Rav Hirsch: God’s Personality ‎

What is God? | Total Comments: 0 | Total Topics: 28

			During the first decades of the 19th century most of the Eastern European Jews were living ‎their precarious lives as a barely tolerated and frequently oppressed minority. Most of the ‎leaders wanted nothing more than to remain with their Talmud study and Hasidic courts. ‎Mysticism and philosophy lost most of their previous role of steering Jewish theology. The ‎Talmud and the Hasidic Master ruled the roost. This was not the case in Central Europe, ‎where Napoleon’s social reforms were most strongly felt. In France and in Germany the Jews ‎were free to be French and German citizens. They could enter many professions that had ‎previously been closed to them. They studied secular subjects openly and avidly, becoming ‎leaders in many fields by the beginning of the 20th century. The temptations of the secular ‎world were overwhelming, and many Jews, especially in Germany but also in England, ‎France, Italy, and America, were falling into its clutches. Judaism was at a crossroads. ‎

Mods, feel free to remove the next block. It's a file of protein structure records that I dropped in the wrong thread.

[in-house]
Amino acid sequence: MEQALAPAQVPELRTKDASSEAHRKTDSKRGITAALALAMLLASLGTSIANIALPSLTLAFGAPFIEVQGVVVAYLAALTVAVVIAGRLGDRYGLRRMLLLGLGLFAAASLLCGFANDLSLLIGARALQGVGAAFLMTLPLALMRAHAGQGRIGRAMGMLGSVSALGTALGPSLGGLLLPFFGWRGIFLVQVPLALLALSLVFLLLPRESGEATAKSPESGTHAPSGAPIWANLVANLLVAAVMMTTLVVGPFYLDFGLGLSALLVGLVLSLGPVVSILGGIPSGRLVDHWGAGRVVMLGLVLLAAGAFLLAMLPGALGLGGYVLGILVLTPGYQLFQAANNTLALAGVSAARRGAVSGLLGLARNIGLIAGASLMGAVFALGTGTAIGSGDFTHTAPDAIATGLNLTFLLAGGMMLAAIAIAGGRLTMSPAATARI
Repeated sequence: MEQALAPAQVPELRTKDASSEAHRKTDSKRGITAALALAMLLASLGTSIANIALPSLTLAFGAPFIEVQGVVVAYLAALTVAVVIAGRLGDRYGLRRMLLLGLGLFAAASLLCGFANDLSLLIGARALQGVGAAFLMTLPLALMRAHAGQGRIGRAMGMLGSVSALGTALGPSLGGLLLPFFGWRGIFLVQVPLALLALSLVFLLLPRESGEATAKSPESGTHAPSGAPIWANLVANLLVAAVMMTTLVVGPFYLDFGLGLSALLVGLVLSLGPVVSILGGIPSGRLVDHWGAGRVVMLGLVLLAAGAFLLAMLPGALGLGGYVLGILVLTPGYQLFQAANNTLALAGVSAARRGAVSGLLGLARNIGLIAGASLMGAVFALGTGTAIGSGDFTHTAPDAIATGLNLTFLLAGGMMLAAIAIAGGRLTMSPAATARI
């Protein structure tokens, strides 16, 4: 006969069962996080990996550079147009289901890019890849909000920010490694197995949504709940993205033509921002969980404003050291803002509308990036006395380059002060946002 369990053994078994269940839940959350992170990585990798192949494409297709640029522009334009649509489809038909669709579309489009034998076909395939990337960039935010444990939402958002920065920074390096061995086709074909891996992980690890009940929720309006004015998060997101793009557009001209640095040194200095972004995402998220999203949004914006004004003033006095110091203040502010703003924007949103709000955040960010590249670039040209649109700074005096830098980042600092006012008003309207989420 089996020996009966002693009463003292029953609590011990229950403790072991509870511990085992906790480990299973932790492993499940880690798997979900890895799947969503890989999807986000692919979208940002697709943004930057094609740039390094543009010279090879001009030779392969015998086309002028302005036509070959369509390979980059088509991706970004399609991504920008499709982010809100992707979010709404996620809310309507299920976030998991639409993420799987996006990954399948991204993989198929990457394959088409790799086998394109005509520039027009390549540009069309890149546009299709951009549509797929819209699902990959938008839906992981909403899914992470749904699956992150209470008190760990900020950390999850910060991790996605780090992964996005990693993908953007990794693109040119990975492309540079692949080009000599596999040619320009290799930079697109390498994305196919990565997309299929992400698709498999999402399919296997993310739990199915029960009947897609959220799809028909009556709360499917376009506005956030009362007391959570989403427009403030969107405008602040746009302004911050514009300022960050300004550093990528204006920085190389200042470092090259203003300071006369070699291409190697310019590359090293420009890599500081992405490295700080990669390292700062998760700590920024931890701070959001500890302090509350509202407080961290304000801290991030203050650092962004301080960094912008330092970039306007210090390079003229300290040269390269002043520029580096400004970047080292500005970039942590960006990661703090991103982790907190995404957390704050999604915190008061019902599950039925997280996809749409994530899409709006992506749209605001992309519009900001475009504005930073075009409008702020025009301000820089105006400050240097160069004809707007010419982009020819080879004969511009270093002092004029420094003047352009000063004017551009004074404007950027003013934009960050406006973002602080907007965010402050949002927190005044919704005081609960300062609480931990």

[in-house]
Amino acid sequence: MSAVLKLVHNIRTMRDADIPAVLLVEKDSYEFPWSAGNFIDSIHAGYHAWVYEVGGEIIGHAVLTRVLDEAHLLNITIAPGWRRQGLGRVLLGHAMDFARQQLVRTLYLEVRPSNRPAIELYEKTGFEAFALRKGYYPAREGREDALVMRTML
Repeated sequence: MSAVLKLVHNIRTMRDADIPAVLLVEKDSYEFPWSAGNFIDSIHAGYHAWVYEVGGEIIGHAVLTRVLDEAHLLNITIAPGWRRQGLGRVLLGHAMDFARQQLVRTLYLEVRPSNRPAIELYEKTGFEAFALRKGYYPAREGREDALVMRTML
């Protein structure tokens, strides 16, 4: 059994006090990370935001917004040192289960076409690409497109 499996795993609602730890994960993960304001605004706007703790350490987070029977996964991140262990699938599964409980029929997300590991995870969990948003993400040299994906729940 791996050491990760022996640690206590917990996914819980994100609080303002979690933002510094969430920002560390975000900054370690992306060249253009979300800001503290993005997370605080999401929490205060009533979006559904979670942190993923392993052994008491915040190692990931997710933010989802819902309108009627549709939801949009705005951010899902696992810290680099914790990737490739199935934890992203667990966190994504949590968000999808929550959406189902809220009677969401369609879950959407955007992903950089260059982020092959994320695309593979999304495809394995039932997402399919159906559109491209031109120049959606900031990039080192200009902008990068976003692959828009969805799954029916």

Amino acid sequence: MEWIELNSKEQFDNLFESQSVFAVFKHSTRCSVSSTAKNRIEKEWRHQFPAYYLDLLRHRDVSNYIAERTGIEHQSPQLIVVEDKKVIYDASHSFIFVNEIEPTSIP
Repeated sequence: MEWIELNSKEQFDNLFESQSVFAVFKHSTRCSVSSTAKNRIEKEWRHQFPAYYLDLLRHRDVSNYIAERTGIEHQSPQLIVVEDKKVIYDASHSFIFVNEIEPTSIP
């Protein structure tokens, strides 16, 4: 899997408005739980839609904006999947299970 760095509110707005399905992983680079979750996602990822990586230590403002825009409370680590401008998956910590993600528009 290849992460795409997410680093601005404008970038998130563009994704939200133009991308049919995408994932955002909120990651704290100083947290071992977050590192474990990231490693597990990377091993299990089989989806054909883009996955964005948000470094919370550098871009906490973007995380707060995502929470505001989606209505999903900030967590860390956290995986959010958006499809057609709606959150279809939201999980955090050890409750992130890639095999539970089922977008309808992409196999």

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Into this crossroads stepped Samson Rafael Hirsch, the largely unchallenged leader of ‎German Jewry for almost 40 years in the middle of the century. He faced his share of ‎challenges, of that there is no doubt, but his role as a leader was always acknowledged and ‎respected. He faced challenges from Reform and Conservative on the left and from strict ‎Talmudic and Hasidic traditions on the right. But he successful emerged from the turmoil as ‎the founder of what can be called a new branch of Judaism – Modern Orthodox, or simply ‎Orthodox as it was called during his time. ‎